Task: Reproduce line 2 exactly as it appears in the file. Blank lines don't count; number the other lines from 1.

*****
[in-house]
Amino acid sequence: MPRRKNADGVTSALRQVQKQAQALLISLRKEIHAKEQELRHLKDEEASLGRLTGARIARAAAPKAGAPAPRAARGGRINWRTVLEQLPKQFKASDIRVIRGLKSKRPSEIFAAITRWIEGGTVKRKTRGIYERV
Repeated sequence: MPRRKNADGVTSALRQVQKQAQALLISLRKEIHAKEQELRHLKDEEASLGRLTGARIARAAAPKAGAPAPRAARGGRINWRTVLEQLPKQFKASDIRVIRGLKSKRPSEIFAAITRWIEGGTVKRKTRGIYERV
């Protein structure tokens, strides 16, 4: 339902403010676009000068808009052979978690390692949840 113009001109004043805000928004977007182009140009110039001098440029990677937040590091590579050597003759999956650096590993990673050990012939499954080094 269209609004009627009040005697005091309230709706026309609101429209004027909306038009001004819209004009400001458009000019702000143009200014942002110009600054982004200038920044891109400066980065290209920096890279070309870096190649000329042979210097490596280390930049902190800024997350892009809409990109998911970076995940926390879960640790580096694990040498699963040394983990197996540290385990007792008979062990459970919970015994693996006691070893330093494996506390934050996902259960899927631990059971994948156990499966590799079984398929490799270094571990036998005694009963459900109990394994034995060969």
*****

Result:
Amino acid sequence: MPRRKNADGVTSALRQVQKQAQALLISLRKEIHAKEQELRHLKDEEASLGRLTGARIARAAAPKAGAPAPRAARGGRINWRTVLEQLPKQFKASDIRVIRGLKSKRPSEIFAAITRWIEGGTVKRKTRGIYERV